Today, the students are off and we have an institute day. I was thrilled when I saw that the morning agenda included teachers sharing their instructional best practices with other teachers. Teachers could choose two of four sessions to attend. I quickly agreed to share peer instruction with my colleagues. A large part of my session was derived from Stephanie Chasteen’s materials from the Science Education Initiative at the University of Colorado. (Also, thanks to those of you who help me out yesterday on Twitter!)
Today we did the Simple Harmonic Motion Mathematic Computation lab from the Advanced Physics with Vernier: Mechanics lab manual. Students use a motion sensor to create a position vs. time graph, apply a sinusoidal curve fit, and then determine the relationship between the four coefficients of the equation and how to physically change the oscillator to affect those coefficients. It works really well and helps students better understand amplitude, offset, frequency, and phase. While motion detector baskets are sold from science suppliers, I found it cheaper to buy wire mesh bins for the local office supply company.
Last spring, I took eight of my computer science students to a Java competition. They had a good time and wanted to do more. I also had several students who were sophomores and juniors and wanted to do more programming even though there weren’t any additional classes. So, this fall, we founded a programming team. Earlier this fall, we entered the Zero Robotics competition, and our team is currently in the alliance competition phase. We also registered for the American Computer Science League and will participate in our first contest next week. Today, after school, I led them in a short tutorial of ACSL Assembly Language in preparation for the competition. They also just like to hang out in the lab after school.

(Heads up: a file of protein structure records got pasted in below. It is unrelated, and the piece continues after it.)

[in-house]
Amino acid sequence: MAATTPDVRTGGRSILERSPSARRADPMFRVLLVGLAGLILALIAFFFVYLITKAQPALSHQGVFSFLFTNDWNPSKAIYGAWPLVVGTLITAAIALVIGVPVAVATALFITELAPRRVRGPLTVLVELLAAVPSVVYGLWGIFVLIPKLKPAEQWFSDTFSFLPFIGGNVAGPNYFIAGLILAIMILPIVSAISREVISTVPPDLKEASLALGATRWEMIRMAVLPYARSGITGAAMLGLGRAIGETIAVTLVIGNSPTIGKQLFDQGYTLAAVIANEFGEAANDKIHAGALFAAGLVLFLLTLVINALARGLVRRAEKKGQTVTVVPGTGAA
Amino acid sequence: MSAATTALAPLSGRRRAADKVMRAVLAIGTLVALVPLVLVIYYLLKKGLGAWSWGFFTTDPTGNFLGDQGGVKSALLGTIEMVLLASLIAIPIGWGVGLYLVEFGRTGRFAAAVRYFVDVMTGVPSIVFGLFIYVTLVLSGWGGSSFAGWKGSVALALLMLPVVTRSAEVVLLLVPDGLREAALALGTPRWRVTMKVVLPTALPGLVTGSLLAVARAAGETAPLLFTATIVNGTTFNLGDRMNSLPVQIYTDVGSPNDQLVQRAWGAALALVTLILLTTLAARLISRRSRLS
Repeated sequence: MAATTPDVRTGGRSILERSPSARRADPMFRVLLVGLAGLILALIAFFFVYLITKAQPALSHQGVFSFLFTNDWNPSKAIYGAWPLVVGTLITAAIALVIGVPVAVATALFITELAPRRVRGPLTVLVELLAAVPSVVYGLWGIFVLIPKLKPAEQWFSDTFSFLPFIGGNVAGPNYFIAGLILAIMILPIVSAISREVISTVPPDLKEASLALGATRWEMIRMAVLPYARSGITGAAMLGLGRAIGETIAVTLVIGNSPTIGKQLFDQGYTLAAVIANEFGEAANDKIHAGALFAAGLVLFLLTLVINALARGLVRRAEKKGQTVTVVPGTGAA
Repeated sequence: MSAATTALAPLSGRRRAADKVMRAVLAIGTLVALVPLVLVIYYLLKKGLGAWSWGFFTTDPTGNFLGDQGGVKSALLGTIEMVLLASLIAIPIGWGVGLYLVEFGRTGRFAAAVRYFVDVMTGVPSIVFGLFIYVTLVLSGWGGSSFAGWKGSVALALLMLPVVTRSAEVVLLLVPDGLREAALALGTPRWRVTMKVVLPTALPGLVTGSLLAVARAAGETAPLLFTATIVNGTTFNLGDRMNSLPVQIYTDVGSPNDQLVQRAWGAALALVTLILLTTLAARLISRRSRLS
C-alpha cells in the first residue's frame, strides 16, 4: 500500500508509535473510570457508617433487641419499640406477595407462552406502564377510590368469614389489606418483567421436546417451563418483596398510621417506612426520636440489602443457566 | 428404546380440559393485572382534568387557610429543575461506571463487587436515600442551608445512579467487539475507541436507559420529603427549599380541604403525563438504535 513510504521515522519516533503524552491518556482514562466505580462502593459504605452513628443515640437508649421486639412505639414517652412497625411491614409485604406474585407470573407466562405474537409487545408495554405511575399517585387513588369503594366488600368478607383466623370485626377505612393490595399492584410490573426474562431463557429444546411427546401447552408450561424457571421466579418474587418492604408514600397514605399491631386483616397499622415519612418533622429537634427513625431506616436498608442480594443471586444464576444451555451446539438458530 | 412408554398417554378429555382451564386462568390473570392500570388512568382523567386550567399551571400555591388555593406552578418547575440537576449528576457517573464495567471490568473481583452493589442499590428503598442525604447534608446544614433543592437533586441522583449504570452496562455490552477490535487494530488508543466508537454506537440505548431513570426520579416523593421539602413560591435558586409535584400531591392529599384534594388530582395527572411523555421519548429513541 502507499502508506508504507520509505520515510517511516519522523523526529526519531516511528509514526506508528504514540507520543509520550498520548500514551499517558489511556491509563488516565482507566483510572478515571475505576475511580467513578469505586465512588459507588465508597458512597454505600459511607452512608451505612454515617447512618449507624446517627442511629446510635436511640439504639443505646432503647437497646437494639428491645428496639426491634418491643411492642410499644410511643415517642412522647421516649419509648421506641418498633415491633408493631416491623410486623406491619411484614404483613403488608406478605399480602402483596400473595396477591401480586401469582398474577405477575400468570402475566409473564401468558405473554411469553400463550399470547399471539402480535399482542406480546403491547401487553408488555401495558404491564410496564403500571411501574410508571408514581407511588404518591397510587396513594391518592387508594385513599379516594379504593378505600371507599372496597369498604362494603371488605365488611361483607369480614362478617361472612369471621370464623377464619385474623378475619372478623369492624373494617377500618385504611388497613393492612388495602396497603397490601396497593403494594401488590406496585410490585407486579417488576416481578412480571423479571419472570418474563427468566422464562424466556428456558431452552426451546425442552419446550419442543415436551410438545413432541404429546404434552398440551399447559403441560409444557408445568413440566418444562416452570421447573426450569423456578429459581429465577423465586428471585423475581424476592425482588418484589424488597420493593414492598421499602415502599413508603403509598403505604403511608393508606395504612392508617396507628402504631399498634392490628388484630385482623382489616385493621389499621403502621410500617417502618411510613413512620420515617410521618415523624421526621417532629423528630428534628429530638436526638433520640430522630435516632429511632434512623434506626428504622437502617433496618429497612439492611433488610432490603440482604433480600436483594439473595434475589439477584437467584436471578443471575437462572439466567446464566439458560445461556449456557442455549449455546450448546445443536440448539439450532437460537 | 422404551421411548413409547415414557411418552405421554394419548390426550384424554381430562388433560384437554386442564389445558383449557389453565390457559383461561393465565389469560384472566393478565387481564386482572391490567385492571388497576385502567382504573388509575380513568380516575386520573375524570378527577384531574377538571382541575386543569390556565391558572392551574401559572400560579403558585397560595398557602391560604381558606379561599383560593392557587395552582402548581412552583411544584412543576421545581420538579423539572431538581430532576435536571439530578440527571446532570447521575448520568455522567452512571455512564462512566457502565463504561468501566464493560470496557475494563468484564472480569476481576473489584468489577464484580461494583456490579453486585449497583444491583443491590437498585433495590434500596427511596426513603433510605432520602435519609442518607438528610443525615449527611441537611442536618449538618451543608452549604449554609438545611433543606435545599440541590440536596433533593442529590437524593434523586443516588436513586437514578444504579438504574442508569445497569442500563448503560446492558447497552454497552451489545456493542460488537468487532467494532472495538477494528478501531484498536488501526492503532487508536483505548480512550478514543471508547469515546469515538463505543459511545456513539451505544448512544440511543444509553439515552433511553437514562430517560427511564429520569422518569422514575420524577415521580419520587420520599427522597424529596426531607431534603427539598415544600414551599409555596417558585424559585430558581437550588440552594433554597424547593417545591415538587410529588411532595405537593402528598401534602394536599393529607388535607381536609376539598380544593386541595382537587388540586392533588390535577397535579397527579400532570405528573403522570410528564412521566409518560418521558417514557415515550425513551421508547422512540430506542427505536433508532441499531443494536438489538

Last year, I figured out how to construct a horizontal simple harmonic oscillator. It is a typical glider on an air track with two dynamics cart springs attached from the ends of the glider to the ends of the track. It works really well and provides a great lab activity as students begin to explore simple harmonic motion.
We restructured Honors Physics significantly this year. In previous years, reassessments were overwhelming at times. There were occasions where sixty students who show up after school for reassessments. This year, with our adjustments to the grading scale and standards-based grading, we have much more reasonable numbers. The students who should be reassessing are for the most part and those that don’t really need to aren’t. Yesterday afternoon had a typical turnout:
Today students calculated their predicted horizontal displacement based on the launch location they were assigned and taped their target to the floor (or desk, depending on location). Most groups’ predictions were not accurate. I haven’t reviewed each group’s analysis, but I know that one group suffered due to inaccurate data collected yesterday and another group had accurate data but analyzed it incorrectly. Next year, I may have groups use the short-range setting rather than the medium-range setting to reduce the velocity of the projectile and make the lab a bit easier. One group had solid data from multiple techniques, analyzed it multiple ways, determined which led to the most accurate initial velocity, and based their prediction upon that. They did fantastic:
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In preparation for tomorrow’s lab practicum, students designed their own experiments today to measure the velocity of the projectile fired from the launcher. Yesterday, when I introduced the lab practicum, I explained that they would have to predict where to place the target on the floor such that the projectile would hit it. The placement of the launcher wouldn’t be known until the day of the lab practicum. What they chose to measure today and how they chose to measure it was up to them. However, I encouraged them to consider measurement uncertainty and measure the velocity in at least two different ways. A couple of groups decided to use the pulse-timing mode in LoggerPro and two photogates.
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